If no assistant is participating, having stowed away her own reception-napkin, the tail-guest will consult the chief guest as to whether she should return the utensils to the chief guest or the place where they were set out: she will bow and ask the chief guest, ‘ Shall I return them in your place? ’ [「お返かえし さ せ て い た だ き ま し ょ う か ?」]. The chief guest usually replies, ‘Yes, please do’ [「では、お願ねがいいたしましょう」] , and so the tail-guest does, exactly as she did when delivering them to the chief guest, but now to where they were origi-nally set out by the host.

In either case, it is near her own left knee that she initially deposits the utensils, in order either to pick them up herself, or to turn and set them out for the host’s assistant.

During a lesson, if (to save time) there is to be no practice of examination, the tail-guest will simply take up the uten-sils, place them together beside her left-hand knee, and, turning them one by one, set them back out for the host.

[ When the host opens the door to the service-entrance, and re-enters the room, he will fi rst deal with the cauldron-lid, and then shift his seat to face the returned utensils.]

Once the host has done this, all of the guests bow fully, to thank him for having allowed them to inspect the utensils at close quarters, the chief guest (representing the others) thanking him [「どうも、有り難がとうございます」]

[ The host silently returns their full how.]

Here the chief guest will keep her fi ngertips upon the matting, and ask the host suitable questions about the uten-sils, and offer suitable comments of appreciation.

  [For example, concerning the caddy, she may offer a guess as to, or ask about the type of lacquer used, and Tail-guest either reorientates

utensils for host’s assistant, or returns them in accor-dance with chief guest’s request.

Guests all bow to reentered host, and chief guest enters into dialogue with him, concerning the vital utensils.

comment upon the aptness of any motif incorporated into the lacquer-work. If the lid has some kind of inscription on its inner surface, she may ask how that is to be read.

  Concerning the scoop, she will ask who has carved it, and what poetic name it has been given. If the bamboo used appears unusual, she will ask what the species employed is called, and where it was obtained. If the scoop is of ivory (or heavy imitation-ivory) she will comment on any unusual styling, or interesting color-ation of the ivory.]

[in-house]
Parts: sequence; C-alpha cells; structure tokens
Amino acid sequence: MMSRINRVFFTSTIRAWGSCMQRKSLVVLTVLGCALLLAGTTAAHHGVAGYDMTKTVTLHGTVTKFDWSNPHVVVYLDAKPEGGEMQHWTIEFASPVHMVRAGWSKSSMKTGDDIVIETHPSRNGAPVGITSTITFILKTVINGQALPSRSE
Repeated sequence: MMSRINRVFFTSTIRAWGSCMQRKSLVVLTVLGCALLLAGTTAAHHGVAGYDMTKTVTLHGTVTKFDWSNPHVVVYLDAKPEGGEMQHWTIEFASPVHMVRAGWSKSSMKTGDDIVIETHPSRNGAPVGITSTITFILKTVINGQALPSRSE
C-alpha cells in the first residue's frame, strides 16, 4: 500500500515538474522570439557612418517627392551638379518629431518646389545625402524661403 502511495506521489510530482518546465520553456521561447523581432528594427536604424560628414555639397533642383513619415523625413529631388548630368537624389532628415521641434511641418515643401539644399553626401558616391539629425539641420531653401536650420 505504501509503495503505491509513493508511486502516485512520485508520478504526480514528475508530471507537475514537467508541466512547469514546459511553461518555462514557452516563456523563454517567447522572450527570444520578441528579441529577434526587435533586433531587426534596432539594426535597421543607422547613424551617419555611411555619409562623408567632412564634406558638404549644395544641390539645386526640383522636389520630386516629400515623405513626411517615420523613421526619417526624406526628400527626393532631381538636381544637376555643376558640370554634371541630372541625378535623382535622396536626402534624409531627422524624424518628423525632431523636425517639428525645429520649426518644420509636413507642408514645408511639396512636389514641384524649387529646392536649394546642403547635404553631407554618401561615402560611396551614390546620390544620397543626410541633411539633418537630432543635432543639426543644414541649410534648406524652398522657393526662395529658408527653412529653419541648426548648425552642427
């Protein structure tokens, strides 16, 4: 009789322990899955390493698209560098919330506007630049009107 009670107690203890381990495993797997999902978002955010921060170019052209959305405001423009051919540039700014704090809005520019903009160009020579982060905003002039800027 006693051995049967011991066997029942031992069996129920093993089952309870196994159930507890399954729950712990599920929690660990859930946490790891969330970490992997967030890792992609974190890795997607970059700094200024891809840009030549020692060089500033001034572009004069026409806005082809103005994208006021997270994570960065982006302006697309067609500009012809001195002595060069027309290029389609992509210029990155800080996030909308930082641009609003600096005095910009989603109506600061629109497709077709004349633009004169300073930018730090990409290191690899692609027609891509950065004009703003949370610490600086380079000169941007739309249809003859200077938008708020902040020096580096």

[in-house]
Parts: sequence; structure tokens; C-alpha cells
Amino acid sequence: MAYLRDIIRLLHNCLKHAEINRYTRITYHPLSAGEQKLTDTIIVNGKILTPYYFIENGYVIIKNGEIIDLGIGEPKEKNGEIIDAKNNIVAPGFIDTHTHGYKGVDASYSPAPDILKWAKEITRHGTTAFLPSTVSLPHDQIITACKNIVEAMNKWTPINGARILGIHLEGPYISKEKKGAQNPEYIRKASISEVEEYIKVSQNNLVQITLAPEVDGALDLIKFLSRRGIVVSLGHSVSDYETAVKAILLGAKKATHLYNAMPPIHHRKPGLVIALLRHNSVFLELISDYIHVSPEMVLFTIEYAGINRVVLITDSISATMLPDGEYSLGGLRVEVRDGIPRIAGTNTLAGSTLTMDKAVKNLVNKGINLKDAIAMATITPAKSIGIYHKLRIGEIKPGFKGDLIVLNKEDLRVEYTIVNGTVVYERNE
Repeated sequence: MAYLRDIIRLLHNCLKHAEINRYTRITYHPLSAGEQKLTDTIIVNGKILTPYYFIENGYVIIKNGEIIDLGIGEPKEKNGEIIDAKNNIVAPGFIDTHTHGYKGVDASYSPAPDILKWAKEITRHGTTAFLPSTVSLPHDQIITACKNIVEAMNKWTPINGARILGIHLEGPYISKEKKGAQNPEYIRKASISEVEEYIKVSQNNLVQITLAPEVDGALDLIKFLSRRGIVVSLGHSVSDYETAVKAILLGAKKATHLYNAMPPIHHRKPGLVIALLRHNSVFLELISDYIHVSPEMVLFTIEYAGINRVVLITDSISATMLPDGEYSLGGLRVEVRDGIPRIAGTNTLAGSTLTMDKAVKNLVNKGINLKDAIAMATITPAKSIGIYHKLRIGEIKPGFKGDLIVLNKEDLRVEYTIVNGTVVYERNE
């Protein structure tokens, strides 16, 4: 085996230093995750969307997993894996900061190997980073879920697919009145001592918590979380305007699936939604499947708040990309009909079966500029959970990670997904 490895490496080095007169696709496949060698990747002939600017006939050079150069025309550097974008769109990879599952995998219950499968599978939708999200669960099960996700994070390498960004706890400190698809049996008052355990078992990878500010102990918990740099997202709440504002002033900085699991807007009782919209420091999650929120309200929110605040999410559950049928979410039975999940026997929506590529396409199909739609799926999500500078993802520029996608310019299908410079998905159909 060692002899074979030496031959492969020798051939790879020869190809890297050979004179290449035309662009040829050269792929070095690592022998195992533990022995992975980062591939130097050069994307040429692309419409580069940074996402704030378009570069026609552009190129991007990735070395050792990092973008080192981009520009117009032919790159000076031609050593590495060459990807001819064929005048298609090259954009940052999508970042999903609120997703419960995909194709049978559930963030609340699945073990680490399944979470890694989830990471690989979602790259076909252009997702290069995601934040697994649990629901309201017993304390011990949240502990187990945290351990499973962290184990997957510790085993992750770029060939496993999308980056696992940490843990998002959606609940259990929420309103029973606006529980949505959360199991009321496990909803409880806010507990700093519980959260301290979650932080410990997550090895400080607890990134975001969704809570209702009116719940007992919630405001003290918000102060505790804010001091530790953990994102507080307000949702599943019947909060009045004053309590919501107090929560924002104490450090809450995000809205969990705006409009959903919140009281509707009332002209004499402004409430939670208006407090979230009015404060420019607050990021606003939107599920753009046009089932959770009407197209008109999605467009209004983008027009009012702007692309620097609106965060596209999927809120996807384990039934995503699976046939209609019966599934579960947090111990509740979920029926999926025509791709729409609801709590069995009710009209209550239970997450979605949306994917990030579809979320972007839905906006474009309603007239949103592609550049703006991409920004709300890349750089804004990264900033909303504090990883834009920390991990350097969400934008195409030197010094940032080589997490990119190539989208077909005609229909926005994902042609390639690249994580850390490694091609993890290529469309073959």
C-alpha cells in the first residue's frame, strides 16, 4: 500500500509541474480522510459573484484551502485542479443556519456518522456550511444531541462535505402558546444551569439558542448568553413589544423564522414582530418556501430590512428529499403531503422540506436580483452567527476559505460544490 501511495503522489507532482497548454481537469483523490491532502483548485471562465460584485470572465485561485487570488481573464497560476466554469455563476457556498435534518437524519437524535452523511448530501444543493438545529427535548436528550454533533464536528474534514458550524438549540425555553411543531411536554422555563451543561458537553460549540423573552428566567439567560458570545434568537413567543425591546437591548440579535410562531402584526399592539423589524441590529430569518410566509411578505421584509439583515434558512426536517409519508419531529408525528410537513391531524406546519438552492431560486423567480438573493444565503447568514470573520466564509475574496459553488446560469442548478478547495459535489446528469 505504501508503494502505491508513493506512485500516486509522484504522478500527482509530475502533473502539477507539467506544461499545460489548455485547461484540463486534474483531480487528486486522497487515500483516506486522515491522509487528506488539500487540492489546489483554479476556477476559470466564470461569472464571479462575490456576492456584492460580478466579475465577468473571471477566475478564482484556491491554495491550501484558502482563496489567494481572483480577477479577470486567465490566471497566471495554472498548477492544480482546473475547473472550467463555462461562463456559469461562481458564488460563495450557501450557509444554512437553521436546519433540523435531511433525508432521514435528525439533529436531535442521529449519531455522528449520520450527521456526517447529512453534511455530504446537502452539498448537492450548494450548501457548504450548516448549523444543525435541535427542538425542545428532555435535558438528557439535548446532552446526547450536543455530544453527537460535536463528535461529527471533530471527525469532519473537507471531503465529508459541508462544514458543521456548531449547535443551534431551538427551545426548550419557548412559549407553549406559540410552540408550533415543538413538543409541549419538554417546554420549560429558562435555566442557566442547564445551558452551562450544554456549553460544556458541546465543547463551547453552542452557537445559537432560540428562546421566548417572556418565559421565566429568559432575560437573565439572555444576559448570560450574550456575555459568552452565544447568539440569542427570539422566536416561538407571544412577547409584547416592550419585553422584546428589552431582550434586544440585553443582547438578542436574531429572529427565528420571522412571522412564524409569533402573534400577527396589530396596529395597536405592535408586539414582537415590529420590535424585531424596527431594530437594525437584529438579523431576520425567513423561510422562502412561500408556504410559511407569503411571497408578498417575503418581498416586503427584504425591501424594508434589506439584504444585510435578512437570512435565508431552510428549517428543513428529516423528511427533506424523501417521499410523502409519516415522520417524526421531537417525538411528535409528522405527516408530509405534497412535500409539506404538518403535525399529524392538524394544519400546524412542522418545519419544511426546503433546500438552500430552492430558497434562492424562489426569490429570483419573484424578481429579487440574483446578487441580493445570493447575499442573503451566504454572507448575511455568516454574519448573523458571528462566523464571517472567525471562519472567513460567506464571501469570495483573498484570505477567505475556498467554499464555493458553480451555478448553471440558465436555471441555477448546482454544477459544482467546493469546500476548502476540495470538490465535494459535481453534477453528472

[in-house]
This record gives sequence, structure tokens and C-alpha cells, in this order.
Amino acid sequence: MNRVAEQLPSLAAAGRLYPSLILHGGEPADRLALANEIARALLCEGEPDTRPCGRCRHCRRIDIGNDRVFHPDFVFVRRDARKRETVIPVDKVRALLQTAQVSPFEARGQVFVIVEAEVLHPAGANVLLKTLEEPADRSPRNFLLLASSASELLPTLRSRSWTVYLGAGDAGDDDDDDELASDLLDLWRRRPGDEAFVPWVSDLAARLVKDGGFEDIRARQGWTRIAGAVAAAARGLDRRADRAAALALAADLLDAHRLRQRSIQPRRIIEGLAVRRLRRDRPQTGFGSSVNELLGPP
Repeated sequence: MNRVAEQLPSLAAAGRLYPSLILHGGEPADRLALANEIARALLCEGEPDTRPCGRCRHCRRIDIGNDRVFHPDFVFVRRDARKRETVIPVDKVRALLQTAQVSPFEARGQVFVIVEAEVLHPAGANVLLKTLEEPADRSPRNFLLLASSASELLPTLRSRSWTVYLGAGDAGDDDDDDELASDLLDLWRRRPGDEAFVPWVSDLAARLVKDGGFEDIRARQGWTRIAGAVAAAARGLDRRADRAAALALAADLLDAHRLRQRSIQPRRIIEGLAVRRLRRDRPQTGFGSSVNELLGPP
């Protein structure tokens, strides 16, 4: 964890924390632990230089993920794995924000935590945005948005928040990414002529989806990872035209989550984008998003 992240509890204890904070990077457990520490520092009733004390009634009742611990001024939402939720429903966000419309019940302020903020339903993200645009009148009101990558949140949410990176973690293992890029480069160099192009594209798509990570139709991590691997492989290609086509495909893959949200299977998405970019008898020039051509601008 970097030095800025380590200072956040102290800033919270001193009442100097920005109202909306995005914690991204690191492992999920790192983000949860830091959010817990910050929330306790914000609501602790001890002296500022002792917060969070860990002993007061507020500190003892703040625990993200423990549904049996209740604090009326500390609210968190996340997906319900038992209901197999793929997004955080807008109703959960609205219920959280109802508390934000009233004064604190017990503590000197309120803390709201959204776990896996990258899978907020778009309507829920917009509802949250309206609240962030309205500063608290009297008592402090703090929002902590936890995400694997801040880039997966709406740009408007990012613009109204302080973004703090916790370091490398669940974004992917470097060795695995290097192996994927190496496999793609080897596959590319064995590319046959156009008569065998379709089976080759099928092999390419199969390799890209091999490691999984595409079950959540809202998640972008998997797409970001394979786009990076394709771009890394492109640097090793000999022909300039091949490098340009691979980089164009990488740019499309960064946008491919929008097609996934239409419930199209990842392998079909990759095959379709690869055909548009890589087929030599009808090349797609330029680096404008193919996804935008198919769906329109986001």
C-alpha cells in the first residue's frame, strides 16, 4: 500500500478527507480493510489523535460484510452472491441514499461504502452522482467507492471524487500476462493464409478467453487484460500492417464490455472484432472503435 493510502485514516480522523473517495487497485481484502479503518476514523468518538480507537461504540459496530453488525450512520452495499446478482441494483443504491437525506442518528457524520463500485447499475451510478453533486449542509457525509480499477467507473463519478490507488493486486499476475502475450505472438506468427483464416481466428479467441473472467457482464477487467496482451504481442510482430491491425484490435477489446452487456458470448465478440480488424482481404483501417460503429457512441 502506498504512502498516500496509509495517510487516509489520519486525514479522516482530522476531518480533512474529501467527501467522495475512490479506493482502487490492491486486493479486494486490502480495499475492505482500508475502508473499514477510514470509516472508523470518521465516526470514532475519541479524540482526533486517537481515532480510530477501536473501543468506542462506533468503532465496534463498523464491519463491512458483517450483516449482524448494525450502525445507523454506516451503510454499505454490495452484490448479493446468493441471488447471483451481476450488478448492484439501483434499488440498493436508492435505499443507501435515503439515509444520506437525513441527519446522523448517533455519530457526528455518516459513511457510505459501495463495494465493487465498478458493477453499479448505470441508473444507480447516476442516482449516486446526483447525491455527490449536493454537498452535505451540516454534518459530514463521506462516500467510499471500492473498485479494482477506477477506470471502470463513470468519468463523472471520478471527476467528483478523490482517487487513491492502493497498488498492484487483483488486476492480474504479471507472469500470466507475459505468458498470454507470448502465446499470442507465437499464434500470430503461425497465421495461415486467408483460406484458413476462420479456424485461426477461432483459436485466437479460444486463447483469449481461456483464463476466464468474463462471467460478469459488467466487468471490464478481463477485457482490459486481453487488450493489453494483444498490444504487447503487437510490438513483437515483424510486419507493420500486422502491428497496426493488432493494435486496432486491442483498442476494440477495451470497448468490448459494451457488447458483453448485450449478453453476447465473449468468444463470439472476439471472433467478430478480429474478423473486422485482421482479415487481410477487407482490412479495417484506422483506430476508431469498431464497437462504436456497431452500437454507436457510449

[ The host, too, maintains a bowed posture, fi nger-tips on matting, while answering these questions, and responding to these comments.]

When she has fi nished, she and all the other guests once more bow fully, she thanking the host again.

[Once the host has taken up and carried out the two vital utensils, fi nally seated himself outside the sill of the service-entrance, and deposited the utensils, he then takes up his ceremonial fan.] So do the guests their own, handling them as he handles his, and then, placing them on the side of the segment-border before them that is appro-priate to the size of the chamber, bow fully in time with the host’s full bow. They then handle and put their fans back in their belts [while, if the occasion is in fact a lesson, the pupil that has acted as host fi nally thanks his teacher, a salutation that does not concern the other learners].

[・  The host then closes the door, before replacing his own fan in his belt.]

If a vessel-stand is in use, the host will fi rst replenish the water in the water-vessel, from the cold-water-kettle; and it is with this beside him that he will exchange fi nal salutations with his guests, before at last closing the service-entrance.

When, beyond sill of When, beyond sill of service-entrance, host sits and places fan before him, guests set out own fans.

Guests all return host’s bow, and then stow away own fans.

In document Deportment for the Praxis of Tea, according to the Enshu School; Part One (Page 33-37)